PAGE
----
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Midwest Matters August 13th, 2022
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August 2022 NNLM Reading Club: Infant Feeding

Posted by on July 31st, 2022 Posted in: Consumer Health, General, NLM Resources, NNLM Reading Club


Infant Feeding Book Titles

All babies need to eat to survive. Breastfeeding (or chest-feeding), also called nursing, is the process of feeding a mother’s breast milk to her infant, either directly from the breast or by expressing (pumping out) the milk from the breast and bottle-feeding it to the infant. For baby, health experts agree that breast milk is considered best because it has all the necessary vitamins and minerals that the infant needs. However, for a parent not able to breastfeed or who decides not to, or for parents of an infant with special medical needs, infant formula is an alternative.

In support of the National Health Observance’s Breastfeeding Awareness Month, the NNLM Reading Club explores infant feeding from several different perspectives. For information on each of our three featured books, free downloadable book club discussion guides, customizable promotional materials and more, visit NNLM Reading Club Infant Feeding.

 

  • “Sweet Nectar: Everything You Want To Know About Chestfeeding” by author Kylia P. Kennedy takes its readers through what chestfeeding looks like for over a dozen different parents from all walks of life, races, sexualities, and gender identities. Though these stories are all unique there is one thing they have in common: Every single parent needed support they didn’t get. This profound read aims to bring chest- feeding parents of the past, present, and future together in an effort for them to feel heard, educated, and understood.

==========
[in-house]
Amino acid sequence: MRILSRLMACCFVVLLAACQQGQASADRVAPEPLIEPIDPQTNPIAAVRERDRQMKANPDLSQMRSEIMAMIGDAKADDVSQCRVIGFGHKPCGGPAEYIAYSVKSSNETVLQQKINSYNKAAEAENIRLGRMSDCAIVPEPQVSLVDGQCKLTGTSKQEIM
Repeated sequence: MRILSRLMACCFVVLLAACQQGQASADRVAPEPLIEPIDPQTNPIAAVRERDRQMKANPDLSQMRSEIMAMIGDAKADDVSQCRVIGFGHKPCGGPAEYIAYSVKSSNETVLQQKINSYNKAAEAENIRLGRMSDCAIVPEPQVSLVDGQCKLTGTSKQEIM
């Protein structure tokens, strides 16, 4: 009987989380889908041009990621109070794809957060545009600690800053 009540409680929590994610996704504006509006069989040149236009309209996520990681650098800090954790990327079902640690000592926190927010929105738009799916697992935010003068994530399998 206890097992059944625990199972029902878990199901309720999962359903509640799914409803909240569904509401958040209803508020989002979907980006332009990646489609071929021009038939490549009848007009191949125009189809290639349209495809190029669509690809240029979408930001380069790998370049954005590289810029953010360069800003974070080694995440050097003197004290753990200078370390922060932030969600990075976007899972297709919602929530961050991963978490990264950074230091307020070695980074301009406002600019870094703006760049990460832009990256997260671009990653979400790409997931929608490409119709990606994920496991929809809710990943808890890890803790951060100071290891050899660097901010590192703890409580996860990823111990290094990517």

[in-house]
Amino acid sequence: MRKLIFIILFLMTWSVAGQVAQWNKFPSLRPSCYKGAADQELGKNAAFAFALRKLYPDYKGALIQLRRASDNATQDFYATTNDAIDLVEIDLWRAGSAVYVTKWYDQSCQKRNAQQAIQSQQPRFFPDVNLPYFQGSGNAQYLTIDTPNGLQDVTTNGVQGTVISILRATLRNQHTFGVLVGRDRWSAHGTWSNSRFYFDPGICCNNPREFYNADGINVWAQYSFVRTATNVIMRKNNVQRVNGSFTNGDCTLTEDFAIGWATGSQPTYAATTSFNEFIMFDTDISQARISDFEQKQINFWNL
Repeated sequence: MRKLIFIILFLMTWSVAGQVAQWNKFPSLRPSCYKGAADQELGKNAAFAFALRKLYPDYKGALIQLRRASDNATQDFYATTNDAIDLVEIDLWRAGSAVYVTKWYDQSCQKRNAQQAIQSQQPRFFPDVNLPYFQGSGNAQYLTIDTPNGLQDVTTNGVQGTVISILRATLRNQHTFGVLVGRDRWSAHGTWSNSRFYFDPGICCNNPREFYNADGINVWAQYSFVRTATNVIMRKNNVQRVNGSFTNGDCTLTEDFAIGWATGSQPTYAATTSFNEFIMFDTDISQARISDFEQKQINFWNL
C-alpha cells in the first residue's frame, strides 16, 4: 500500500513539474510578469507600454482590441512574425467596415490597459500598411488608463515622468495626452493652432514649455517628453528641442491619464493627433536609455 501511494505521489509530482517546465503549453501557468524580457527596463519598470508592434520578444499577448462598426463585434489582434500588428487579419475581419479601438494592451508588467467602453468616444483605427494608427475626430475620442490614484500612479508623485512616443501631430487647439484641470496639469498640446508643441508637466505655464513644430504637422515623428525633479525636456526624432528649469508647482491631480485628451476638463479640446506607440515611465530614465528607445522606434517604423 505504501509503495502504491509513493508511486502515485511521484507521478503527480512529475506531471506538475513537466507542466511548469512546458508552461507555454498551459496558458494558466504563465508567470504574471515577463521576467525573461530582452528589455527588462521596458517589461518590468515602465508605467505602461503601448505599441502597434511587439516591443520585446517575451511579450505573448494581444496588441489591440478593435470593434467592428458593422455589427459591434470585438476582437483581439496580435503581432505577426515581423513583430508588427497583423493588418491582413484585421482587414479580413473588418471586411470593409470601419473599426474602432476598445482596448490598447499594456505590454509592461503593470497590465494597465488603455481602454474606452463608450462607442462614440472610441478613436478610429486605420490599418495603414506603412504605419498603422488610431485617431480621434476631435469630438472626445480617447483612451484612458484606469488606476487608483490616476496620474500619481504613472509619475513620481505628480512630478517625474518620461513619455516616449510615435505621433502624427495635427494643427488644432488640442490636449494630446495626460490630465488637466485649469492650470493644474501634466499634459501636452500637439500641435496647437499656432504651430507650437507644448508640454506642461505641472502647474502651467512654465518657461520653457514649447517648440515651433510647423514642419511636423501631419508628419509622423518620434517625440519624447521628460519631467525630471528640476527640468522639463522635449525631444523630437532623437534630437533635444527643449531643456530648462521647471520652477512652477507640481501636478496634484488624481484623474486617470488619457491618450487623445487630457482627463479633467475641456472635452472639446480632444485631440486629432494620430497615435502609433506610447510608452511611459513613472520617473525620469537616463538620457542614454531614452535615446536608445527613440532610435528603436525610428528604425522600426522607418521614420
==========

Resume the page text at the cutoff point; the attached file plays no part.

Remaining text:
• Painful latch, delayed milk, low supply, oversupply, infections, and tongue-tie are just some of the issues that can imperil breastfeeding. Postpartum anxiety and depression can make things even harder. Author Kathy Kendall-Tackett is a board-certified lactation consultant and researcher in breastfeeding, depression, trauma, and women’s health psychology. “Breastfeeding Doesn’t Need to Suck,” is an evidence-based guide full of practical advice to enhance both physical and psychological well-being so that parent and baby can thrive.

 

  • Baby formula is a seventy-billion-dollar industry and Black mothers have the lowest breastfeeding rates in the country. Since slavery, legal, political, and societal factors have routinely denied Black women the ability to choose how to feed their babies. In “Skimmed: Breastfeeding, Race, and Injustice,” Andrea Freeman tells the riveting story of the Fultz quadruplets while uncovering how feeding America’s youngest citizens is awash in social, legal, and cultural inequalities. This book highlights the making of a modern public health crisis, the four extraordinary girls whose stories encapsulate a nationwide injustice, and how we can fight for a healthier future.

Image of the author ABOUT Darlene Kaskie
Darlene Kaskie, MLS, is a Community Engagement Coordinator for Region 6 of the Network of the National Library of Medicine. She connects libraries to community health partners and provides training and funding to help communities access quality health information. She has her Consumer Health Information Specialization (CHIS) from the Medical Library Association. When she is not advocating for health literacy, she is scoring colleges for her high school senior.

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This project has been funded in whole or in part with Federal funds from the National Library of Medicine, National Institutes of Health, Department of Health and Human Services, under Grant Number 1UG4LM012346 with The University of Iowa.

NNLM and NETWORK OF THE NATIONAL LIBRARY OF MEDICINE are service marks of the US Department of Health and Human Services | Copyright | HHS Vulnerability Disclosure | Download PDF Reader